Artificial Sweeteners – another reason not to like them

I don’t like artificial sweeteners.  I don’t consume them.  I don’t recommend them to clients.  But until recently, my main reason was this: consuming excessively sweetened foods and beverages teaches your taste buds to prefer excess sweetness.  How can you appreciate an apple or grapefruit or carrot when your taste buds have been dulled by diet soda pop or “lite” ice cream?  Now there’s another reason.

Did you know your intestines have taste buds?  This is a rather new direction for taste researchers, but there is now plenty of evidence that the gut has receptors that react to sweet taste.  Why would this be?  For millions of years, a sweet taste meant one thing: incoming carbohydrates in the form of sugars.  Receptors in the intestines could signal your metabolism to prepare to absorb and use glucose for energy.  Insulin, the hormone that pushes glucose into cells, revs up.  So what happens if those taste receptors signal “incoming glucose!” but there isn’t any incoming glucose?  What if the signal was fake?   What if the receptors were activated by an artificial sweetener?  Insulin is still ramped up, but with nothing to do.  If this fake signal happens several times a day, day after day, for years, insulin and glucose metabolism could be adversely affected.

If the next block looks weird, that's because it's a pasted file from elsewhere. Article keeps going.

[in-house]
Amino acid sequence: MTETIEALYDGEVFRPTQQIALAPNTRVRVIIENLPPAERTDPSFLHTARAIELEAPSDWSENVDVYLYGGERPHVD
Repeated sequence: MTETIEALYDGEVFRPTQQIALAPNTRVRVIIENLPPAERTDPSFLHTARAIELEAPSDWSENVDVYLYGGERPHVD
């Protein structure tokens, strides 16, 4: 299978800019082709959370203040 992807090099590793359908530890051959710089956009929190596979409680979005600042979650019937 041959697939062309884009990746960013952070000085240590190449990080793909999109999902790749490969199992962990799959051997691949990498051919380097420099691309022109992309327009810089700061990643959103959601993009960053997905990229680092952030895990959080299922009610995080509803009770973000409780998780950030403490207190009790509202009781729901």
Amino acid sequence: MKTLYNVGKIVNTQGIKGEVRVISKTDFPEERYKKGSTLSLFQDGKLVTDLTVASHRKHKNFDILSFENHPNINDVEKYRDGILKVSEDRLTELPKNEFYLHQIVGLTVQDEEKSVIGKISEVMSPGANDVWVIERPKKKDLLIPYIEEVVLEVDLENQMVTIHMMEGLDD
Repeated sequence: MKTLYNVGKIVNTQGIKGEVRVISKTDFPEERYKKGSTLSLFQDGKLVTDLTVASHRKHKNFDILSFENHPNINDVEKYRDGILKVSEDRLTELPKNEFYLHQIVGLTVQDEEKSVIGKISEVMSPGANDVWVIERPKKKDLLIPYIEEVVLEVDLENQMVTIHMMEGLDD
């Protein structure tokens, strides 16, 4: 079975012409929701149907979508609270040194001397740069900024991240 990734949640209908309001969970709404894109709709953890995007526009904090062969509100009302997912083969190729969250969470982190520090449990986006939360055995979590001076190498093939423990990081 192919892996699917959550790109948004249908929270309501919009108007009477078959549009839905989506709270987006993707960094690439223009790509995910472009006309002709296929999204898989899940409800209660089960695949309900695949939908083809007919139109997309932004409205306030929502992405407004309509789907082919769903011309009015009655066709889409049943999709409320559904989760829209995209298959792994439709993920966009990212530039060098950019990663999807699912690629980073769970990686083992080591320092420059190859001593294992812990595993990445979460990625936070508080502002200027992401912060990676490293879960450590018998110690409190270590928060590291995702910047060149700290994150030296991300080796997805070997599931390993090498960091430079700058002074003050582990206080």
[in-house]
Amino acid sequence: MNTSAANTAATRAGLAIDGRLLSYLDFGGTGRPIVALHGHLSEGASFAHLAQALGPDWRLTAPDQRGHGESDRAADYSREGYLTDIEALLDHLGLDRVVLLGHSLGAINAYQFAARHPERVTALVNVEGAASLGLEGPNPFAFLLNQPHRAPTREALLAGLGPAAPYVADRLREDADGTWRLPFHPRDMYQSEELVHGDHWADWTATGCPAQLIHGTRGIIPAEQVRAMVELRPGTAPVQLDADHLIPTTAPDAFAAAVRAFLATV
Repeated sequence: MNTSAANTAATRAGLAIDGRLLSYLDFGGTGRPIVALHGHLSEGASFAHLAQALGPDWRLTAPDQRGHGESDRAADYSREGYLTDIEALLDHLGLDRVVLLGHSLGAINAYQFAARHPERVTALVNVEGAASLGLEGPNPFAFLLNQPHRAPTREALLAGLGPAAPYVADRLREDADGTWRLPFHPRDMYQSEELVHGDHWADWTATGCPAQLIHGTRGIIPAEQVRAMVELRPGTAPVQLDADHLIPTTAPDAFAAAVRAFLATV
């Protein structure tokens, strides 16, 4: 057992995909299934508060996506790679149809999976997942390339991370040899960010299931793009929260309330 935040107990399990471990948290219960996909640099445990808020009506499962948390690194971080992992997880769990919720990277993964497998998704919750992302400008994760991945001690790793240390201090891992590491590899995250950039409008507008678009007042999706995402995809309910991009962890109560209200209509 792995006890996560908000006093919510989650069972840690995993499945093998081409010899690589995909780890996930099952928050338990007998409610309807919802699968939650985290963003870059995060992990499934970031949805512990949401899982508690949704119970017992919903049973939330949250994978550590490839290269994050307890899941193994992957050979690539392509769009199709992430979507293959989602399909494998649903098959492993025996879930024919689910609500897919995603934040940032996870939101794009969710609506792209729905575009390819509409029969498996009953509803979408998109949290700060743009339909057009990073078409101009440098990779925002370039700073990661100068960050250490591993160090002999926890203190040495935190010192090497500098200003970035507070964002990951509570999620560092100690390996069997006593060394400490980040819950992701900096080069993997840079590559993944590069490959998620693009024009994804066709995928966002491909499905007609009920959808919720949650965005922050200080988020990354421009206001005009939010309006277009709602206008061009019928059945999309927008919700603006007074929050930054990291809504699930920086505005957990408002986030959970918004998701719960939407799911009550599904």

Science News published an excellent and detailed discussion of the topic in March.  The new theory explains a known metabolic puzzle: the pancreas pumps out much more insulin when a person ingests glucose than when it is injected directly into the blood by IV.  Medical scientists didn’t know why.  But taste buds in the intestine might explain this mystery.  If the gut taste buds never get the sweet signal, because the glucose is injected by IV, metabolism doesn’t get the message to prepare for incoming energy by releasing insulin.

This could also explain reports that artificial sweeteners may actually increase appetite.  If your metabolism is constantly being fooled into thinking you ate carbs, the insulin that’s released will drive down blood sugar temporarily.

What should you do?  If you’re normal weight and healthy and you enjoy artificially sweetened products, and don’t believe they’re causing any problems, then fine.  My concern is for overweight people who rely heavily on artificially sweetened foods to get through every day, yet find they always seem to be hungry and can’t seem to lose weight.  My preference for weight management: eat real food, and don’t rely on a constant onslaught of sweet tastes to get through the day.

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